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10-year-old takes her life after bullying caught on camera

A 10-year-old girl from Colorado committed suicide after seeing a video of herself being bullied posted on a popular social media app.

Fox 31 News in Denver reports fifth grader Ashawnty Davis was attended  Sunrise Elementary School in Aurora. She loved basketball and had dreams of becoming a WNBA player.

“She was just a child of joy and she brought joy to everyone,” explained father Anthony Davis.

However, the usually joyful child of Anthony Davis and Latoshia Harris changed in October when she got into a fight with another girl at her school.

The fight was recorded and posted on the app The video shows Ashwanty fighting another girl as a group of kids look on.

Her mother believes her daughter was confronting her bully. “I saw my daughter was scared,” explained Harris.

Although hard to watch, her parents believe that people need to see it.

“She was devastated when she found out that it had made it to,” Davis explained.

Just two weeks after the video was posted, Ashwanty went home and hanged herself in her closet. She spent two weeks in the Children’s Hospital on life support before dying on Wednesday, November 29, 2017.

“It was just devastating,” expressed her father.

“Bullycide” is a common term used to describe bullying that causes suicide. Ashwanty’s parents believe that she was a victim of this and are dedicated to raising awareness.

“We have to stop it and we have to stop it within our kids,” said Davis. Harris added, “I want other parents to know that it’s happening. That was my baby and I love my baby and I just want mothers to listen.”

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Colin Kaepernick to receive Muhammad Ali Legacy Award

Sports Illustrated has just named Colin Kaepernick the 2017 Muhammad Ali Legacy Award recipient for his tireless activist work.

The magazine announced its decision Thursday with Lonnie Ali, Muhammad Ali’s widow, who consults with SI to choose the recipient each year.

“Like Muhammad, Colin is a man who stands on his convictions with confidence and courage, undaunted by the personal sacrifices he has had to make to have his message heard,” Ali said in a statement. “He has used his celebrity and philanthropy to benefit some of our most vulnerable community members. I know the Ali family joins me in congratulating Colin as he receives the 2017 SI Muhammad Ali Legacy Award.”

Kareem Abdul-Jabbar, Jim Brown and Bill Russell were the 2017 co-recipients. In a news release, Executive Editor Stephen Cannella said only a few athletes have “followed [Ali’s] example as fully” as the former San Fransisco quarterback who began kneeling during the pre-game national anthem to protest racial injustice against black people.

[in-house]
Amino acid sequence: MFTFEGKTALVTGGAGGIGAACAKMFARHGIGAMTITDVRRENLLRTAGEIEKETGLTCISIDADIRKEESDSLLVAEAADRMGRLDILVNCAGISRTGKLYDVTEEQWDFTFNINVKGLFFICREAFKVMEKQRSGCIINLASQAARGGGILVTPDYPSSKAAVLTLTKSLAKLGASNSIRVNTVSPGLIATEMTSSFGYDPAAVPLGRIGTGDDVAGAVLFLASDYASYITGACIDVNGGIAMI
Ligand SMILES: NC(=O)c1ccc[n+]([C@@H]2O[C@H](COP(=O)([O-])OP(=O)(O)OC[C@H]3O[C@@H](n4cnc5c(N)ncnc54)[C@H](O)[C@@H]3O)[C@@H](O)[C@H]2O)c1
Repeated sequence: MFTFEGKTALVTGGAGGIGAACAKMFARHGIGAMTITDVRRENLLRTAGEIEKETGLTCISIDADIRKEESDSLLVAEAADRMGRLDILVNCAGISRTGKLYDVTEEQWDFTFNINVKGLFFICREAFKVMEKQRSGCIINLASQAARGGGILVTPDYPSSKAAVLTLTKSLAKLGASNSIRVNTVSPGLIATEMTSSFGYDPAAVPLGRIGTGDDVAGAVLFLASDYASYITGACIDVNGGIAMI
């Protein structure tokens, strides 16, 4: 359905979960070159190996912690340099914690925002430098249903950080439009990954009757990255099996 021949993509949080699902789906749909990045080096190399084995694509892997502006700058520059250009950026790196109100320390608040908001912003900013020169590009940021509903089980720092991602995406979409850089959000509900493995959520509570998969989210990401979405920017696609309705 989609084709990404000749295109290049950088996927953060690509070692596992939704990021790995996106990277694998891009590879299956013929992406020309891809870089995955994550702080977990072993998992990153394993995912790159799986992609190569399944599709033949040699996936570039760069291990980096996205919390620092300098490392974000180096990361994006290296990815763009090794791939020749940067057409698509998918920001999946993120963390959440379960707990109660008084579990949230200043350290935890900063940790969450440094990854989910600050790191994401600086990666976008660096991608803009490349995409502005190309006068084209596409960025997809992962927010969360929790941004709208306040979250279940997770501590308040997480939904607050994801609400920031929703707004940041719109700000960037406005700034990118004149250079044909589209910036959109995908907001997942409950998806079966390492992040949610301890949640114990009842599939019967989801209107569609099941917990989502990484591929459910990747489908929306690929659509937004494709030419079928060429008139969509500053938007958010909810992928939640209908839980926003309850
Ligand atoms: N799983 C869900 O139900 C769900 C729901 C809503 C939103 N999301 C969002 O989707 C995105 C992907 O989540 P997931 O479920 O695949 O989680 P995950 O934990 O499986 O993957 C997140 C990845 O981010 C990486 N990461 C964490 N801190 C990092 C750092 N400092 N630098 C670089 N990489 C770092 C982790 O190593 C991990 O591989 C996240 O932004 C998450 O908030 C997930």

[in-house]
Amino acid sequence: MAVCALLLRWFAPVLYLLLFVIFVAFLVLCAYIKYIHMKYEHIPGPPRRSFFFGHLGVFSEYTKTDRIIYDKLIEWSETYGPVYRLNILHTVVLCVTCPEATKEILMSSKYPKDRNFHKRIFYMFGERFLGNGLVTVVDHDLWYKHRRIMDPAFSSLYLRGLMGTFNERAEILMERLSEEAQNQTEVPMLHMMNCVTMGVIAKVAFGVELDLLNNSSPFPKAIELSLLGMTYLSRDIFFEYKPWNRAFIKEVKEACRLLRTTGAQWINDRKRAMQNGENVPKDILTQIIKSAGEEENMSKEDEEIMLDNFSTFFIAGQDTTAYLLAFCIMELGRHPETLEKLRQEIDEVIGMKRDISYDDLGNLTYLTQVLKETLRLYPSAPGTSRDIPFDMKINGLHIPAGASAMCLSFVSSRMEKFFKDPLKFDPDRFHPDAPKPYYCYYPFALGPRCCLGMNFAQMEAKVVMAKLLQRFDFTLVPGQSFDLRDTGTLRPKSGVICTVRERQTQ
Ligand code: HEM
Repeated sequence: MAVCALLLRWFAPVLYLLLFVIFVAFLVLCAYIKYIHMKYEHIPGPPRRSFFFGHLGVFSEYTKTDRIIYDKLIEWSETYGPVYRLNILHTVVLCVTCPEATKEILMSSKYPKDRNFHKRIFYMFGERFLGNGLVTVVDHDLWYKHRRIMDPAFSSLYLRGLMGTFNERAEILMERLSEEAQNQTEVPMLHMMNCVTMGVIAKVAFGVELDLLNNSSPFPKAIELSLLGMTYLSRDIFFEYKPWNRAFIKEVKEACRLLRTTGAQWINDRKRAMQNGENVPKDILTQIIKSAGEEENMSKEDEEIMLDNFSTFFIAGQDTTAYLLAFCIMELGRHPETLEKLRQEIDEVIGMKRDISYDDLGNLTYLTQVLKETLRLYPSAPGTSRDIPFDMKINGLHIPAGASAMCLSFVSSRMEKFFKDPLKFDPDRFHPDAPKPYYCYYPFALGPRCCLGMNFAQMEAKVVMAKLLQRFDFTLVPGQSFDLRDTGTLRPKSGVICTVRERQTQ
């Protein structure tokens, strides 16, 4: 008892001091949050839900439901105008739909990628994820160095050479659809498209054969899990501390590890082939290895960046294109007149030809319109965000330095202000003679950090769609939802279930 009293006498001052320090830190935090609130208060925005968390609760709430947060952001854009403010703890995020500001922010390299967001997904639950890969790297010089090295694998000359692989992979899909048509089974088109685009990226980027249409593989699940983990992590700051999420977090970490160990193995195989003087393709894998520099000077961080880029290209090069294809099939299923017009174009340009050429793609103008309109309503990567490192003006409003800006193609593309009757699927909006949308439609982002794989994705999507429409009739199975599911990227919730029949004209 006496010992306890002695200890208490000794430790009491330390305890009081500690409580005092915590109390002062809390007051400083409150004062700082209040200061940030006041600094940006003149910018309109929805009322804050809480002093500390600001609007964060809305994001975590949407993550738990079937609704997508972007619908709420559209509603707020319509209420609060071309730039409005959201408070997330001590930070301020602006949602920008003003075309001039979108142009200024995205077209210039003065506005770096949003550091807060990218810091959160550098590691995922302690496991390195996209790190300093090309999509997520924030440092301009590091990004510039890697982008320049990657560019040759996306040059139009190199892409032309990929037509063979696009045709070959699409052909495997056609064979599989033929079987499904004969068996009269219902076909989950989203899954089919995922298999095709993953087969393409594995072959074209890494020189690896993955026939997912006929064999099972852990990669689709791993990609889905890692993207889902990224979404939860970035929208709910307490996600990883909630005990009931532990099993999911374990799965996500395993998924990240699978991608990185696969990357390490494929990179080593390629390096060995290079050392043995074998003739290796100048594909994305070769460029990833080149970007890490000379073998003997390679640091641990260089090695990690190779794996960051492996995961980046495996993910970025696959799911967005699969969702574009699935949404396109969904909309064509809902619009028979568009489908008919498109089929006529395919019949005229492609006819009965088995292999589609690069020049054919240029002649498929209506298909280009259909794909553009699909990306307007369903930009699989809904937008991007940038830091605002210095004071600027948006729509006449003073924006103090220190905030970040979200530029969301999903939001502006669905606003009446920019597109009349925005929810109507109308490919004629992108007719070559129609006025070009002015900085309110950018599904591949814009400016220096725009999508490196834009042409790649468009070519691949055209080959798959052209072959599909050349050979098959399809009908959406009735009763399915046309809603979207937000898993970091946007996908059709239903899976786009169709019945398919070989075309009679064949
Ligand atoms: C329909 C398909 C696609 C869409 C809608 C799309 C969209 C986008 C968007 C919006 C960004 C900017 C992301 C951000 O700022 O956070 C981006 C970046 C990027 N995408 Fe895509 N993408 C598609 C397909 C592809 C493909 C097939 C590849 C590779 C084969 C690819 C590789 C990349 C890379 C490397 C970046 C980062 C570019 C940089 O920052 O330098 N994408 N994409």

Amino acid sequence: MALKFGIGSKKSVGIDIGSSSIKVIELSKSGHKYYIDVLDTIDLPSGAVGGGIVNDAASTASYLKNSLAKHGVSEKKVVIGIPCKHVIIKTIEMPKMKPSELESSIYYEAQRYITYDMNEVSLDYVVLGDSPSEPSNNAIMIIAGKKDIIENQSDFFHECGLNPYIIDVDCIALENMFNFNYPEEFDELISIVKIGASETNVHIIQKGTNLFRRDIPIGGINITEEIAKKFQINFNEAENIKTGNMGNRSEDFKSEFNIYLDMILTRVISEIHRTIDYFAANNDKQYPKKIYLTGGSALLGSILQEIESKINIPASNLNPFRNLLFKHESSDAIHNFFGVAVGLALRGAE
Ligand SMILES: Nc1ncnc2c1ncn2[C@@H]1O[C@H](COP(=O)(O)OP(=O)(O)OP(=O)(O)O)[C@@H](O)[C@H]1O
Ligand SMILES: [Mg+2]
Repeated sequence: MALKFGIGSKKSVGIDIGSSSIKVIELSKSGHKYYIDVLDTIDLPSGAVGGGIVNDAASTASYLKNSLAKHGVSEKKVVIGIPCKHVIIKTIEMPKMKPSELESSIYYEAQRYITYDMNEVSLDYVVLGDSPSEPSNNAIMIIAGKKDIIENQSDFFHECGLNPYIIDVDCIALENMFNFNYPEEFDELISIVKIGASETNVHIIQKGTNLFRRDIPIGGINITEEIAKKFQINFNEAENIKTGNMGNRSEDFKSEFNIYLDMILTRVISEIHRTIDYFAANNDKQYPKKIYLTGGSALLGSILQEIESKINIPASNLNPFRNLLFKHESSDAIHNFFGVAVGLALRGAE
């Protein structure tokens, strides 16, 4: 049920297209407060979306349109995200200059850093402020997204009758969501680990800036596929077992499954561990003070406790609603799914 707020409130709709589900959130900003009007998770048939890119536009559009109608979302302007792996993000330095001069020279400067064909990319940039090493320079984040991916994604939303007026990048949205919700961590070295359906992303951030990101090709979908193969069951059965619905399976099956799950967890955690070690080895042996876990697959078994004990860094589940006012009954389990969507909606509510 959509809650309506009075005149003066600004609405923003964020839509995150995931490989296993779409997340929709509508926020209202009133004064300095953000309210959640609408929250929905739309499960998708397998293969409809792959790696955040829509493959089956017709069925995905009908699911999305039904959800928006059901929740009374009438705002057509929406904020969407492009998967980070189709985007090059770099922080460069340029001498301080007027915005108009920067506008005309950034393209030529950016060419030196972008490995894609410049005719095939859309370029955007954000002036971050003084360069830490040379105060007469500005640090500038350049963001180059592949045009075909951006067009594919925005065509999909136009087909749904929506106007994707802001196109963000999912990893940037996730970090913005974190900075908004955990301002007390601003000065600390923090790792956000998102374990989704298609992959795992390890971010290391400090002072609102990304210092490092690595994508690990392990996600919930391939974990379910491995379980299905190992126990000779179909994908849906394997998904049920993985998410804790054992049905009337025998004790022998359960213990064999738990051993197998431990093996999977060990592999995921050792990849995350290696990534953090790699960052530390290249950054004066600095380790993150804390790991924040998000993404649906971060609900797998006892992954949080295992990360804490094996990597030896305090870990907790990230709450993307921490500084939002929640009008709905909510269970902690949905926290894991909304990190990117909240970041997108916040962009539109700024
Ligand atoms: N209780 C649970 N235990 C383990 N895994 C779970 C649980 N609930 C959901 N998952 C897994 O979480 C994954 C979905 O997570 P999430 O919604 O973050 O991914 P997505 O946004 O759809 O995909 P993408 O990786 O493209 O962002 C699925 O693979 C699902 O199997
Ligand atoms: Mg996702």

“In this noisy political and media environment, it’s easy to forget his core message: that all people in this country deserve to be treated with dignity, respect and recognition of their civil rights,” Cannella said. “Too often that message has been lost in the debate over how it is expressed. Colin has sacrificed much in the name of that message, even as he has furthered it with significant charitable efforts that are making a real difference in communities at the grassroots level.”

The Legacy Award will be presented at the Sportsperson of the Year Awards on Dec. 5. Kaepernick, who remains unsigned to an NFL team, was also recently honored as GQ’s Citizen of the Year.

Since beginning his protest in August 2016, Kaepernick has received criticism from sports leaders and politicians, including President Donald Trump. In the year since beginning his protest, at least 223 black people have been killed by police in this country.

Sentencing Begins in Trial of Ex South Carolina Cop Who Killed Walter Scott

The sentencing hearing for former South Carolina Police Officer Michael Slager, who was caught on videotape shooting and killing a fleeing, unarmed Walter Scott during a 2015 traffic stop, begins Monday.

As USA Today notes, Slager, 36, could face life in prison in addition to a $250,000 fine for using excessive force in the incident.

The former cop escaped justice last year after his state murder trial ended in a hung jury. However, in May, he secured a deal on federal charges, pleading guilty to charges of deprivation of rights under the color of law, and essentially owning up to using excessive force in Scott’s death in exchange for having the state charges and two other federal counts dropped.